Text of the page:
For example, if the length of the rope is 8, the maximal product of the part lengths is 18. In order to get the maximal product, the rope is cut into three parts with lengths 2, 3, and 3 respectively.

Analysis: There are two solutions to solve this problem. One is the traditional dynamic programming solution with O(n2) time and O(n) space, and the other is a quite creative and efficient solution with O(1) time and O(1) space.

Solution 1: Dynamic programming

Firstly let’s define a function f(n) for the maximal length product after cutting a rope with length n into parts. We have n-1 choice for the first cut on the rope, with the length of the first part 1, 2, … n-1 respectively. Therefore, f(n)=max(f(i)*f(n-i), where 0<i<n).

If the equation is resolved recursively in top-down order, there are lots of overlapping sub-problems and it’s a waste of recalculation.  It’s much more efficient to calculate in bottom-up order. That is to say, we firstly get f(2), and then f(3), then f(4), f(5). We continue till we get f(n).

The following Java code solves the problem in bottom-up order:

public static int maxProductAfterCutting_solution1(int length) {
    if(length < 2) {
        return 0;
    }
    if(length == 2) {
        return 1;
    }
    if(length == 3) {
        return 2;
    }

    int[] products = new int[length + 1];
    products[0] = 0;
    products[1] = 1;
    products[2] = 2;
    products[3] = 3;

    for(int i = 4; i <= length; ++i) {
        int max = 0;
        for(int j = 1; j <= i / 2; ++j) {
            int product = products[j] * products[i - j];
            if(max < product) {
                max = product;
            }

            products[i] = max;
        }
    }

    return products[length];
}

An array products with length n+1 is created, in order to store the maximal product of for ropes with length 0, 1, 2, …, n.

Solution 2: Tricky cutting strategy

There is a strategy to cut the rope to get maximal product: We cut the parts with length either 3 or 2. Additionally, we try to keeping cut parts with length 3 as many as possible. Therefore, we could solve the problem with the following Java code:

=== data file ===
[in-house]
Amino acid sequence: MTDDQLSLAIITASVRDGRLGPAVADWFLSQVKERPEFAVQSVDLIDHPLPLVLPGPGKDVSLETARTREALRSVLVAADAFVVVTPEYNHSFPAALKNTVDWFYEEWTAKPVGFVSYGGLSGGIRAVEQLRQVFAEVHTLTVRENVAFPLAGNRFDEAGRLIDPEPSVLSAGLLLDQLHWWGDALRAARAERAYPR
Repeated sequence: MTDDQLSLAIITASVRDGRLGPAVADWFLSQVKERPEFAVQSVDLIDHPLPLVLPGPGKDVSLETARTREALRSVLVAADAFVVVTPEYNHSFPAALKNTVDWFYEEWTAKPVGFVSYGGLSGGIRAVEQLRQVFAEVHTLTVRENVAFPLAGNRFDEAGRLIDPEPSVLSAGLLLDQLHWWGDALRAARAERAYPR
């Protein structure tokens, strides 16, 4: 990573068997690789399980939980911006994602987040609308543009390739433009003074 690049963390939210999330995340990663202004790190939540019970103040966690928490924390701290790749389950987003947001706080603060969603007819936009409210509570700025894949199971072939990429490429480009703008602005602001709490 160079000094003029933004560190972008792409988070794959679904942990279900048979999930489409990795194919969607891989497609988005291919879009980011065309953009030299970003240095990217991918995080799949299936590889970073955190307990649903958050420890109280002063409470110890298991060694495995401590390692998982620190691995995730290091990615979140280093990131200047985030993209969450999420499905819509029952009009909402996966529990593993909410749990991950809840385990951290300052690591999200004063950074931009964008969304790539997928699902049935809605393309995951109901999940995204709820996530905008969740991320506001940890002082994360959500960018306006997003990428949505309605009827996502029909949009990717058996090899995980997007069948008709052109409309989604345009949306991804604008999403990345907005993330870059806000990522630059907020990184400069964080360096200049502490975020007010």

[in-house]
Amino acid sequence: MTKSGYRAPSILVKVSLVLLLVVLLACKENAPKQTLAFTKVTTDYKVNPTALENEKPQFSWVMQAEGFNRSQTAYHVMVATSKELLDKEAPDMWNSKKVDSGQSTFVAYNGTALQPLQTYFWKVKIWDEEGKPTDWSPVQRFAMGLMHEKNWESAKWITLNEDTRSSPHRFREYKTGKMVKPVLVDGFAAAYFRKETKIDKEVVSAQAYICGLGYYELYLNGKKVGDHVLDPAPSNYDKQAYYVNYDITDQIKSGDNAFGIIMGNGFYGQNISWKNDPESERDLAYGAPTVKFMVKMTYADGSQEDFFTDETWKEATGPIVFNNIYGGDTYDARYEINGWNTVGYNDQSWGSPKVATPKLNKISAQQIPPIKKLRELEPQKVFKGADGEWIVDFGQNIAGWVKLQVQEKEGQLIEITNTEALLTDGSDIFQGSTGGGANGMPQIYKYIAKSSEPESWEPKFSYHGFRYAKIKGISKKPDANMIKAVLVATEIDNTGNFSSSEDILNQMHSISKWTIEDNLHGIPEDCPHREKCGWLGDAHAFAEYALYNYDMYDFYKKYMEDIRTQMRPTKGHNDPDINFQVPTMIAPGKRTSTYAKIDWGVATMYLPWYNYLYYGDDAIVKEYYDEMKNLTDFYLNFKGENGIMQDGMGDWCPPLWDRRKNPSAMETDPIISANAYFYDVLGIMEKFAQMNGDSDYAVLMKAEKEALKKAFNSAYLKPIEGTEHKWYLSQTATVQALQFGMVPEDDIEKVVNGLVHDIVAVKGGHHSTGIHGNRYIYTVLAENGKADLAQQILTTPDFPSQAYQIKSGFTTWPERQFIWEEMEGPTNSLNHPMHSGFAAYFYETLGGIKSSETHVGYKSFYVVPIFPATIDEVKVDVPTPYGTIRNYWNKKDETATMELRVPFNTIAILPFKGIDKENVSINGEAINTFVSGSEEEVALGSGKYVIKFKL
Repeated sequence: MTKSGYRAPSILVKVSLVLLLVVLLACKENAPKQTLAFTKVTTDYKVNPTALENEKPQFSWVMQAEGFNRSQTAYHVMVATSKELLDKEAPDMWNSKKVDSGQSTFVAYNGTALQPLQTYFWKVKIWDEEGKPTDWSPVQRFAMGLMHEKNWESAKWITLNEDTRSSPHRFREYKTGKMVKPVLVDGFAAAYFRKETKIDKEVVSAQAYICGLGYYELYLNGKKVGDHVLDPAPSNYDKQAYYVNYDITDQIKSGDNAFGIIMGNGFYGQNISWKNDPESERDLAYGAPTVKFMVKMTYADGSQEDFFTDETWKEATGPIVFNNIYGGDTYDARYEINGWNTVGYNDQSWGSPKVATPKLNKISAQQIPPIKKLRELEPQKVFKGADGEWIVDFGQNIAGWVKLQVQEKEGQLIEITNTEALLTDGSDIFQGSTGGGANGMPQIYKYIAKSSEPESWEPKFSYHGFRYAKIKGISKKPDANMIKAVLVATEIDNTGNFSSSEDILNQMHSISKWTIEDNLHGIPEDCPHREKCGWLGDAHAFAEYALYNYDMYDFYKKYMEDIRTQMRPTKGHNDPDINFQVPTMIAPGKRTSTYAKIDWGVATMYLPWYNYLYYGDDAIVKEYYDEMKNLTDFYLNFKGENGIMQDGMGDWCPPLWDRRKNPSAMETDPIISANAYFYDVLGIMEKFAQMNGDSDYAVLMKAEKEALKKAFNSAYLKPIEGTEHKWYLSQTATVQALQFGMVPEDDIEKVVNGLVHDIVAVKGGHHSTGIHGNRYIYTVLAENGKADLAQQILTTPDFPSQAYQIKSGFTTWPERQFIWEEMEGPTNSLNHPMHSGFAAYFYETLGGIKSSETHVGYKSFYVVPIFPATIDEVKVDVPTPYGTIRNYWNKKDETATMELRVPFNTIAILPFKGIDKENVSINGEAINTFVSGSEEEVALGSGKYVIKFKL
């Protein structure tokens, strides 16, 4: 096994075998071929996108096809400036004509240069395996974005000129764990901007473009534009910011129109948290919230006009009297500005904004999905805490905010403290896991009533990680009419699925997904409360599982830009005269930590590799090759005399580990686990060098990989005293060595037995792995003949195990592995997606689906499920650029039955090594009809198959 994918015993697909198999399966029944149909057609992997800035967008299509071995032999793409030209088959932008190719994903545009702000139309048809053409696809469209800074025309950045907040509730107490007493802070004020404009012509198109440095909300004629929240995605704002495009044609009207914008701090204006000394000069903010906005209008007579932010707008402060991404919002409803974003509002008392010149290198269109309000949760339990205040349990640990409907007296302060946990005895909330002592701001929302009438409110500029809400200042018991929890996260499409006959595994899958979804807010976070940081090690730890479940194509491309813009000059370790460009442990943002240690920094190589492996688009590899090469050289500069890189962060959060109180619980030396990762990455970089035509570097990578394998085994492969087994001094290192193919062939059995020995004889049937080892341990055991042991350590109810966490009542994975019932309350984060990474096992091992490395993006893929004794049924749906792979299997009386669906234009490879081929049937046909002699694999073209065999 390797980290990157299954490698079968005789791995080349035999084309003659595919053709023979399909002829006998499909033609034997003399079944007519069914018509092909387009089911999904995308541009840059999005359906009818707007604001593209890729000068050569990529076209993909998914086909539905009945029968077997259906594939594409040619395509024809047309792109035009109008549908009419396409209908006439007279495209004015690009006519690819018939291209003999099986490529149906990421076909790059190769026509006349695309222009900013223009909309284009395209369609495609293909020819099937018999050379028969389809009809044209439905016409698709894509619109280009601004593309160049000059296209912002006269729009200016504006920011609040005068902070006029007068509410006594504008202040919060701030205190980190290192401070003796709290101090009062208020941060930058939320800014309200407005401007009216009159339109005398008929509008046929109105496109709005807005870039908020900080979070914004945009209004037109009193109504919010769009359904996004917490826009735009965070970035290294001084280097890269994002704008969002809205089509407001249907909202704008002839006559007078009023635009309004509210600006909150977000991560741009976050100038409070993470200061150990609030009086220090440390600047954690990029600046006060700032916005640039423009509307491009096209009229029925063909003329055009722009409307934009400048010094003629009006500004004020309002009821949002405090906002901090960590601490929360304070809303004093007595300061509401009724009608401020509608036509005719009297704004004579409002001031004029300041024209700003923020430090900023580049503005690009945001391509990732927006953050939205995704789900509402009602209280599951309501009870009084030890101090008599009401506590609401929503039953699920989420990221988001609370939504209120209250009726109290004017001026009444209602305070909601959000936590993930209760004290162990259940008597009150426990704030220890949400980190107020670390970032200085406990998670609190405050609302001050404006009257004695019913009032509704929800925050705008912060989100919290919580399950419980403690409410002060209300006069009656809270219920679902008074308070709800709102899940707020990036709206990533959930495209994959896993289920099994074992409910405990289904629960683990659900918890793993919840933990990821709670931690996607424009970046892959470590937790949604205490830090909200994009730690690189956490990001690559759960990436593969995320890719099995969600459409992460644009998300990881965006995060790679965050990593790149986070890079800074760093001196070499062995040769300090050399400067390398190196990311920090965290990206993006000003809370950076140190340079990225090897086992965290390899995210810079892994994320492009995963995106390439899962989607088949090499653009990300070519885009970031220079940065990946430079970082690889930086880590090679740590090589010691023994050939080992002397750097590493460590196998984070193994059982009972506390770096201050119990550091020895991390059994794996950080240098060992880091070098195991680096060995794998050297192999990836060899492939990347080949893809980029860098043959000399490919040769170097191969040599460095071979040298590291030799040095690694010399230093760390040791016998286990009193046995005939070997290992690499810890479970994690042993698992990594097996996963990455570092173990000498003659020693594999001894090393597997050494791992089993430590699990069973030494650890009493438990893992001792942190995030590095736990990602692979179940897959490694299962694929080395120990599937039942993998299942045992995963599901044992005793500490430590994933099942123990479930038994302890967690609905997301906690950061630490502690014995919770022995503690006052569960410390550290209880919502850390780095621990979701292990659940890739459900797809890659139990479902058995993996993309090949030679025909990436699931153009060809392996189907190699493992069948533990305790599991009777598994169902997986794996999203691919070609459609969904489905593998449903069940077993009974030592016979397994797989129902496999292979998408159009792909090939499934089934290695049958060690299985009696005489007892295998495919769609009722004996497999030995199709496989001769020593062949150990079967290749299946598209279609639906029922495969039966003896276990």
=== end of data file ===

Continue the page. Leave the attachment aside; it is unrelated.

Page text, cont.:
public static int maxProductAfterCutting_solution2(int length) {
    if(length < 2) {
        return 0;
    }
    if(length == 2) {
        return 1;
    }
    if(length == 3) {
        return 2;
    }

    int timesOf3 = length / 3;
    if((length - timesOf3 * 3) % 2 == 1) {
        timesOf3 -= 1;
    }

    int timesOf2 = (length - timesOf3 * 3) / 2;

    return (int)(Math.pow(3, timesOf3)) * (int)(Math.pow(2, timesOf2));
}

This solution sounds a bit tricky, and it does not make sense if we can’t prove it mathematically. Let’s try to demonstrate its correctness.

When n≥5, we could prove that 2(n-2)>n and 3(n-3)>n. Therefore, we continue to cut rope into parts with length 3 or 2 when the length is greater than 5. Additionally, 3(n-3) ≥ 2(n-2) when n≥5, so we cut parts with length 3 as many as possible.

The prerequisite of the proof above is n≥5. How about n is 4? There are only two approaches to cut when the length of the rope is 4: Cut into two parts with lengths 1 and 3, or with lengths 2 and 2. In our strategy, the rope will be cut into two parts with length 2 and 2. The other approach is discarded because a part with length 1 is not allowed. Notice that 4=2*2, and 2*2>1*3. That’s to say, it’s no harm to cut a rope with length 4 into two parts with same length 2.

Therefore, our strategy to cut ropes is correct.

Code with unit tests is shared at http://ideone.com/wGvr86.

More coding interview questions are discussed in my book< Coding Interviews: Questions, Analysis & Solutions>. You may find the details of this book on Amazon.com, or Apress.

The author Harry He owns all the rights of this post. If you are going to use part of or the whole of this ariticle in your blog or webpages, please add a reference to http://codercareer.blogspot.com/. If you are going to use it in your books, please contact him via zhedahht@gmail.com . Thanks.